I learned so much from those times in the classroom. First that Japanese children were the same as I was as a student. The girls would play the hand-clapping games and sing song to them. They would play cat’s cradle. The boys would fold paper and play football. It was a typical classroom. I still have pictures from my students that they drew one night the interpreter was not able to make it and I wasn’t able to convey what to do. If I arrived a minute late, there would be a caricature of me on the blackboard.

I often think of my students and wonder what they are doing. They all have grown, and have families. I still carry them in my heart. They helped to make me who I am today.

I tend to think that the joy I had watching them in class is similar to the joy the Lord has in watching us. I assume that God tends to shake His head at me consistently. I think He laughs often at me.

“The Lord keeps watch over you as you come and go, both now and forever.” Psalm 121:8

Roses, Dandelions and Purpose

In San Diego our yard was rock with a few grains of sand in between. Nothing grew in it. We had grass for a few months which turned to dirt and dust by late spring. Growing up in lush northwestern Pennsylvania where the greens were deep and fragrant, the lack of yard was distressing to me. Much of our property was filled with decking, so after many years I started to grow roses in containers on my deck. They were my joy and a pop of color. My husband loves red roses, so I had one of those. I love pink roses, my oldest likes white roses, and my youngest at the time loved yellow roses. I had a rose bush for each of us. I planted a mini rosebush and it flourished in the container. I prayed for each person while I watered the plant . It was my quiet time and my time to connect with something growing. I loved my deck garden, it was filled with many plants besides the roses. Here, my roses are delights for our resident deer. I see them start to bloom and the next day, they are gone, leaves, buds, thorns, all gone. I have once more started container roses so I can enjoy them. I place them on my front porch. I figure if deer want to climb the steps to the roses, then they are welcome to have them. So far, so good.

Last week I went outside and saw my first dandelion of the year. I know, to many they are a reason to grumble. Living rural as we do, dandelions are free to bloom. I smile when I see dandelions. I want to pick them. Yes, inside me hides a five year old girl.

Dandelions are the military child’s flower. They were designated that as dandelions grow everywhere. We had them in our yard in Norfolk, in Yokohama, Japan and in Nagai, Japan. Our yard was filled with them in Bangor, Me and Winter Harbor, Me. They even flourished in the rocky soil in San Diego. Dandelions represent military children because they too, flourish all over the world. I love that illustration.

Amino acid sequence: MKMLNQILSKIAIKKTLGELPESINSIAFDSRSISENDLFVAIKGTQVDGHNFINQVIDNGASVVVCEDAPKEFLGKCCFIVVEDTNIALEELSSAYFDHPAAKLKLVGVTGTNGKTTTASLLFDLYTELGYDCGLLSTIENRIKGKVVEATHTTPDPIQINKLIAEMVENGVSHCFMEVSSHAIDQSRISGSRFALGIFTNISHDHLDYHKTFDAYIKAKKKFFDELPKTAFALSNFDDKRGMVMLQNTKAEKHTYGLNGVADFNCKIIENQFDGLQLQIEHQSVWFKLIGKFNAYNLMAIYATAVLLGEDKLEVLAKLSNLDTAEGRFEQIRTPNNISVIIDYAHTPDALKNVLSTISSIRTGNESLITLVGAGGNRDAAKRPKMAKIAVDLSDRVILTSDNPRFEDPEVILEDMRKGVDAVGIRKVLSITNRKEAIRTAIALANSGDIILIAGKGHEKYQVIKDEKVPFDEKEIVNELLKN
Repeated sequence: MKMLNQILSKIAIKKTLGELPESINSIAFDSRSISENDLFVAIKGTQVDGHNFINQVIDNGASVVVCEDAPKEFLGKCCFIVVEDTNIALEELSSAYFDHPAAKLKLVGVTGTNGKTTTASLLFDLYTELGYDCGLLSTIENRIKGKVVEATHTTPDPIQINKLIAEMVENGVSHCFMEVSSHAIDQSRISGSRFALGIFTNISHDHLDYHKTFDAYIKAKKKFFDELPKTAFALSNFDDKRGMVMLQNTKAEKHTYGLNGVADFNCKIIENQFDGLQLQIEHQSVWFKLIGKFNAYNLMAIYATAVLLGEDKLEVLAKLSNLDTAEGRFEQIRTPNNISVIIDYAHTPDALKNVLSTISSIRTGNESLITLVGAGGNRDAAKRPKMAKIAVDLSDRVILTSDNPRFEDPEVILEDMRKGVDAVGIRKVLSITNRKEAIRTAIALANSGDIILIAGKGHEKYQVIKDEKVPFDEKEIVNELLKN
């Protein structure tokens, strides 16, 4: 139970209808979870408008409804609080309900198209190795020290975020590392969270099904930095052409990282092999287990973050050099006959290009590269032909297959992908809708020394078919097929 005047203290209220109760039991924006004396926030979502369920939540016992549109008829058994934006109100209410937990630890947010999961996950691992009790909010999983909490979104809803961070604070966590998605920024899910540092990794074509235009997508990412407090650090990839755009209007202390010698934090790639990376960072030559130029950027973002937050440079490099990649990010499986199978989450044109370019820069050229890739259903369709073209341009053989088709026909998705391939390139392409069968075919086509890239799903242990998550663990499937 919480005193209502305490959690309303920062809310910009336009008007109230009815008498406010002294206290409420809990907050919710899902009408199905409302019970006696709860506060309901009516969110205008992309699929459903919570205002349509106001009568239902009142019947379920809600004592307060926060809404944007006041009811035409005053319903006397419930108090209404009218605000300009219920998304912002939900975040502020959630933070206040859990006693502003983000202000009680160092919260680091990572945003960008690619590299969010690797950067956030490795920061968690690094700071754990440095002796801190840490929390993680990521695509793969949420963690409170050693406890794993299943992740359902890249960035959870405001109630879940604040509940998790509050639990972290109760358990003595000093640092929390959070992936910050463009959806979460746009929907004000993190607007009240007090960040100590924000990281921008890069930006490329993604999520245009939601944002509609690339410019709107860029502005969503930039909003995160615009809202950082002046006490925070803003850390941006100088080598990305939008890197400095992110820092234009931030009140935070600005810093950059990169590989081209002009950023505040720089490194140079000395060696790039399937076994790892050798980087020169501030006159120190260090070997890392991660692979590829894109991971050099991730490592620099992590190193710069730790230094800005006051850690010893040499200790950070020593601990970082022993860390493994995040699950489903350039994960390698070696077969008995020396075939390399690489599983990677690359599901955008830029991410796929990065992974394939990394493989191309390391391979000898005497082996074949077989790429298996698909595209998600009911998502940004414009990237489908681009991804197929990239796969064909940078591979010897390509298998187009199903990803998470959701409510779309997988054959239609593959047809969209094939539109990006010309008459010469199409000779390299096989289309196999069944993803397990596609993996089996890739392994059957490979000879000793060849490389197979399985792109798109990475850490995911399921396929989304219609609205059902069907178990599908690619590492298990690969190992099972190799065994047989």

Reflecting on the dandelion and the rose I wondered what the lesson would be. Roses are normally planted in a garden. In a row. They are orderly and beautiful. The fragrance is lovely, and they make gorgeous arrangements. They have their place and they grow in their boundaries.

Dandelions grow anywhere they can. The only dandelion bouquets you display come from the grimy hands of a young child who had pulled the dandelions up with their roots. The face of the child is what makes the dandelions precious.

In serving the Lord should we be roses or dandelions? Do we present our life in a crystal vase filled with roses and baby’s breath, or do we present ourselves with our roots showing, dandelions wilting and grimy hands and faces?

 “Remember: A stingy planter gets a stingy crop; a lavish planter gets a lavish crop. I want each of you to take plenty of time to think it over, and make up your own mind what you will give. That will protect you against sob stories and arm-twisting. God loves it when the giver delights in the giving.” II Corinthians 9:6-7 (the Message)


Memory is more than a dustbin of time, stuffed with yesterday’s trash. Rather, memory is a glorious grab bag of the past from which one can at leisure pluck bittersweet experiences of times gone by and relive them. ~Hal Boyle, 1971

Tonight while preparing dinner, I pulled out my trusty meat mallet. It has served me well, in pounding meat, and I have used the smooth sides as a hammer. This evening it prompted sweet memories.

In the spring of 1978 I had a day out with a women who worked with my husband. We knew each other, not really well, but well enough to go on an outing together.

Part of living in Japan was going to various cities to see shrines. As a Christian, that sounds counter-productive, but these places were surrounded by beautiful gardens and architecture.

We boarded a train headed towards Tokyo. We got off in Shibuya at the Harajuku station. Coming down the steps there was a statue of a dog. It wasn’t until much later that I realized that the dog was pretty famous. The statue was Hachi, a loyal akita to his master.